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Development funding key focus of ACMECS leaders

Jun 15. 2018
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By WASAMON AUDJARINT
THE NATION

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THE LEADERS of five countries in mainland Southeast Asia will today gather under the Ayeyawady-Chao Phraya-Mekong Economic Cooperation Strategy (ACMECS) to map out their five-year plan for development cooperation.

It is the eighth summit of the group comprising Cambodia, Laos, Myanmar, Thailand and Vietnam that was established in 2003 during the Thaksin Shinawatra administration. 

The summit, chaired by Prime Minister Prayut Chan-o-cha, would see the adoption of major documents including the Bangkok Declaration and the 2019-2023 master plan. 

Cambodian Prime Minister Hun Sen and Myanmar President U Win Myint arrived in the capital yesterday to attend the ACMECS CEO forum with the business community, focusing on regional development and business opportunities.

During yesterday’s opening ceremony, Prayut encouraged the private sector to cooperate with their public sector counterparts to drive investments in not only target industries but also in infrastructure.

“The Asian Development Bank estimates that the Southeast Asia region would require as much as US$15 billion [Bt486 billion), accounting for 6 per cent of GDP [gross domestic product],” Prayut said. “The amount is too huge for governments alone to foot the bill, hence we need to forge public-private partnership.”

To drive ACMECS funding, the Thai PM said there was a need to increase fiscal regulation flexibility via, for instance, promotion of the Eastern Economic Corridor to lubricate connectivity at the subregional and regional level like China’s One Belt One Road initiative. 

A draft of the Bangkok Declaration seen by The Nation said the leaders would comment on Thailand’s initiative in proposing the creation of an ACMECS fund and an ACMECS infrastructure fund and trust as a financing mechanism for cooperation projects in the region.

The five-year master plan mentions the sectors of cooperation and projects that would require huge capital investment. 

The leaders said in the declaration that they pledged to work together closely to set up the funds by 2019.

“In this connection, we further encourage the active engagement of ACMECS member countries, potential development partners, regional and international organisations, as well as international institutions in the setting up of these funds,” the declaration said.

Financial officials of the member countries are tasked with working out the terms of reference for the funds and Thailand would host meetings to discuss and brainstorm the matter within this year.

The proposed five-year master plan indicated that ACMECS cooperation would happen with three pillars: seamless ACMECS to promote connectivity in the region; synchronised ACMECS to promote harmonisation of trade, investment and industry policies; and smart and sustainable ACMECS to promote development of human resources.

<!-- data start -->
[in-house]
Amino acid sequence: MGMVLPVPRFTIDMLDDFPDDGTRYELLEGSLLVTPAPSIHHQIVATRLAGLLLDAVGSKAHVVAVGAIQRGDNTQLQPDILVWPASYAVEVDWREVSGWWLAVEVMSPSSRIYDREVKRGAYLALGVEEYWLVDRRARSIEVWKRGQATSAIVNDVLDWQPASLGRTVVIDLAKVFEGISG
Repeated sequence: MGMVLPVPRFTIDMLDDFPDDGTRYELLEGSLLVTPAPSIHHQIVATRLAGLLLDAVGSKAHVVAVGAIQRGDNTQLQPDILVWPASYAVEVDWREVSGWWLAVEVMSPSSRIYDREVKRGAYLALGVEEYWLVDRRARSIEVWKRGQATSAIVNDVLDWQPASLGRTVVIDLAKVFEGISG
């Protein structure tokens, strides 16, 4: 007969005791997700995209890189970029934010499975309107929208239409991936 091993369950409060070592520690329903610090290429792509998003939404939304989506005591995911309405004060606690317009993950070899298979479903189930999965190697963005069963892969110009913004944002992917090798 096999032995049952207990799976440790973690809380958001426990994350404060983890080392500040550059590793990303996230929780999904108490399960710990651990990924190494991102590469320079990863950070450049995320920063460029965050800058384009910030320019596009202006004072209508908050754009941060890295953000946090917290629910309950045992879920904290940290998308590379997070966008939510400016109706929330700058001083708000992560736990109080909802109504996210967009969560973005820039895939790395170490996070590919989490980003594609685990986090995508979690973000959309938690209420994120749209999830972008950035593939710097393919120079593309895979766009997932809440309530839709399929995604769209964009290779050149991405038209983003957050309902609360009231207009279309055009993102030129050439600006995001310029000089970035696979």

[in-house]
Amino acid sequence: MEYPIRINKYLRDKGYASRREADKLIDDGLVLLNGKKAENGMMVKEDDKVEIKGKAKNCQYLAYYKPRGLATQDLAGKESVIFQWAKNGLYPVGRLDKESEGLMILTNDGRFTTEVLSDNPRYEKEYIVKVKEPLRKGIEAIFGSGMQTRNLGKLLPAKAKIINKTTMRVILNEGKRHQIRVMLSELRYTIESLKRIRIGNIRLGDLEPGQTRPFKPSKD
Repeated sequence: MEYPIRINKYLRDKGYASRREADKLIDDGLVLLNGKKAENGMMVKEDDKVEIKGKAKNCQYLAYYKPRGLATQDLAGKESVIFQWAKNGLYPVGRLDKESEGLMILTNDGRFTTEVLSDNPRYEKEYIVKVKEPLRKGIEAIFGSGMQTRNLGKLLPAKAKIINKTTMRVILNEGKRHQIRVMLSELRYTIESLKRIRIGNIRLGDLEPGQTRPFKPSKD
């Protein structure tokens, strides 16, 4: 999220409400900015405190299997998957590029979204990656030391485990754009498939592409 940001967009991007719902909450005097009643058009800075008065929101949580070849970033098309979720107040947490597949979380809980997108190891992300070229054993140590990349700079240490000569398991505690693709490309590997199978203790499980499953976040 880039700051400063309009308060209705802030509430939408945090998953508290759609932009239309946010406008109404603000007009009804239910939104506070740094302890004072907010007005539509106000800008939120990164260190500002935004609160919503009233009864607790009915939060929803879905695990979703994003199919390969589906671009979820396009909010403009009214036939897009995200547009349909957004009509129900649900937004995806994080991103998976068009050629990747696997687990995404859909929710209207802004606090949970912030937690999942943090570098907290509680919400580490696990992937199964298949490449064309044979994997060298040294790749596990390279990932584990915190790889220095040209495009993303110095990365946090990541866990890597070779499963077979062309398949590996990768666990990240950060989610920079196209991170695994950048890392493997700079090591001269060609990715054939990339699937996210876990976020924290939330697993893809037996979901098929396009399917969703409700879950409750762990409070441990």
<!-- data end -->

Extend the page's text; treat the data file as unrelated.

Greater role for private sector

To emphasise their commitment to development, the leaders said in the statement that they would give importance to the role of the private sector notably under the public-private partnership format to implement the master plan.

The ACMECS nations mostly focus on economic and infrastructure development although some members face difficulties due to domestic conflicts and political setbacks. The leaders of the ACMECS member nations refrain from commenting on the internal affairs of another country.

Meanwhile, Prayut had bilateral meetings with Hun Sen, his Vietnamese counterpart Nguyen Xuan Phuc and Laotian PM Thongloun Sisoulith on the sidelines of the ACMECS CEO Forum yesterday.

With the economy being the primary focus, most of the discussions revolved around border trade issues as well as migrant workers as Thailand is a hotspot for labour from neighbouring countries.

With Hun Sen, Prayut said that Thailand and Cambodia should support “seamless connectivity” via roads, rails and ships as well as connectivity on laws and regulations. The shipping project connecting Thailand, Cambodia, and Vietnam should also be promoted to support subregional trade and tourism, Prayut said.

With Vietnam, Thailand expects bilateral trade to reach $20 billion (Bt650 billion) by 2020 via the 3rd Joint Trade Committee meeting to be held in August.

Meanwhile, Laos and Thailand agreed to boost cooperation on energy and anti-drugs and narcotics. Thongloun also thanked Thailand’s support on domestic developments, especially infrastructure and land connectivity.

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